January 17, 2021

How Perfectionism Has Held Me Back

An idea so perfect it would change everything. For you. For others. Have you ever had one of those? I’ve had a dozen... and yet, none of them are yet to  reach fruition. Year on year, I would start multiple creative projects, fizzle out, and move onto the next one. One of my dreams is to create a graphic novel with amazing story and art which captivates the reader. In my head it exists. But placing it into the real world is proving more challenging. And I’m beginning to understand the inability to make those profound ideas that you and I have real can be surmised by one word:


It sounds, pardon the pun, perfect. Being a perfectionist means striving to attain flawlessness and accepting nothing less of yourself, and in some cases, others. What they don’t tell you on the packaging is a perfectionist mindset comes with a debilitating little monster I call critical self-talk. At some point in my life, every sentence I wrote for a story, or every pencil stroke I drew for an illustration, became not good enough...  actually in my mind, it was worse than that, it was absolute garbage. No one else could see it but I noticed every flaw.

And so I began keeping projects tucked away all to myself. Because for others to see it would mean them knowing I was a failure. And with failure, I would lose all credibility. But there’s nothing less credible in my mind than a writer who won’t share their writing with the world, or an artist who won’t produce drawings because their ego is getting in the way. And that’s where I’ve been. But it’s not where I’m going.

You see, if you pick up a pencil and draw something, it can be anything, you have attained the title of artist. And no one can take that away from you. It doesn’t matter whether you drew a stick figure or the Mona Lisa. By drawing, you’re an artist, and what’s more, you’re on your way to being a better artist through deliberate practice. Leonardo da Vinci painted the Mona Lisa towards the end of his life, not the beginning. He spent decades in Florence, Milan and Rome mastering his craft and understanding the world around him.

When you look at children, they don’t write, draw or play to become the next great person. They write, draw and play because it’s quite simply... fun. They enter entire worlds or produce ideas without thinking about how the end product will be commodified. And that fun zone is a place I’m learning to be once again. Something that has been really helpful for me is listening to an audiobook I can wholeheartedly recommend to anyone: Mindset: The New Psychology of Success by Dr. Carol S. Dweck. One of the big takeaways for me has been the differentiation between a fixed and growth mindset.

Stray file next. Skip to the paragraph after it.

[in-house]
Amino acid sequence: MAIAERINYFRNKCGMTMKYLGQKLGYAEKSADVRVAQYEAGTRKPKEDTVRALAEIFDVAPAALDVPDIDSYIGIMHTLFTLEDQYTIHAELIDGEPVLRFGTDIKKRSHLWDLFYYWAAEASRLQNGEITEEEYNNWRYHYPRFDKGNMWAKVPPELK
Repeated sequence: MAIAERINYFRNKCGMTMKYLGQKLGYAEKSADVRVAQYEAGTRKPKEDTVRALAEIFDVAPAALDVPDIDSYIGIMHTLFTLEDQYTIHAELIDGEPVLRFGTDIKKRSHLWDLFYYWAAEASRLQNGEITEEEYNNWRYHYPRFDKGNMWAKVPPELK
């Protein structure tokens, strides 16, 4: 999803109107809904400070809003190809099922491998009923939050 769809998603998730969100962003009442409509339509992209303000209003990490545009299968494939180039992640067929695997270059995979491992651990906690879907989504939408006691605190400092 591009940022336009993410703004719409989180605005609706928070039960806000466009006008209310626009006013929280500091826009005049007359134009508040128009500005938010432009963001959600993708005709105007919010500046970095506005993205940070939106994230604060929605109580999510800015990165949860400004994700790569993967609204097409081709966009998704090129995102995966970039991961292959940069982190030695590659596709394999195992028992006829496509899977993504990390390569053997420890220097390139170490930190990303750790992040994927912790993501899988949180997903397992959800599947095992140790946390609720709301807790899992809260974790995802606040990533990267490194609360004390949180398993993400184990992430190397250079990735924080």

The fixed mindset thinks in absolutes. It believes a person is either born great or not. Improvement is impossible. For me, being in this mindset has been very destructive. It made me scared to show my work. Scared for people to see and know, this guy isn’t perfect. If an idea exists in my head, it could remain perfect, untouched by criticism or my own skill level. What’s more, if I didn’t fully try or give a project everything I had, how could I fail? The caveat is, that’s a shield protecting my ego from the realities of the world, and consequently, I haven’t been able to truly learn or improve to my full potential and become the writer and artist I know I can one day be.

But once its on paper, the mistakes are there, I can see them, and other people can see them. That’s hard. But it also means I now have a starting point from which to improve upon. Which brings me to the growth mindset. This perspective facilitates and provides room for change. It’s where I’m learning to be, and it’s changing how I think about learning and developing skills. The truth is I’m not the best artist I can be... yet. The truth is I’m not at a skill level to produce that 200 page graphic novel with meticulous story and art that captivates the reader... yet.  That one word - yet -  provides me with breathing space to train, make mistakes and learn. To break through the paralysing perfectionism and become a beginner all over again. To work towards goals in a healthy way. To be human.

Adding the word yet into our vocabularies and consciously fostering a growth mindset, I feel that’s beneficial for those who identify as creatives. It allows breathing room and an understanding that, yes, there’s always going to be room to improve upon, but that doesn’t mean we shouldn’t create now. I’m going to use myself as an example. My understanding of drawing in perspective or conveying the human figure will benefit from refinement. Within this video alone, there’s room to improve the lighting, camera quality and audio. But producing this video now, in this moment, it’s given me a starting point. And I can reflect on every piece I produce, and come out stronger for the next one. Not as a perfectionist, but as a learner.

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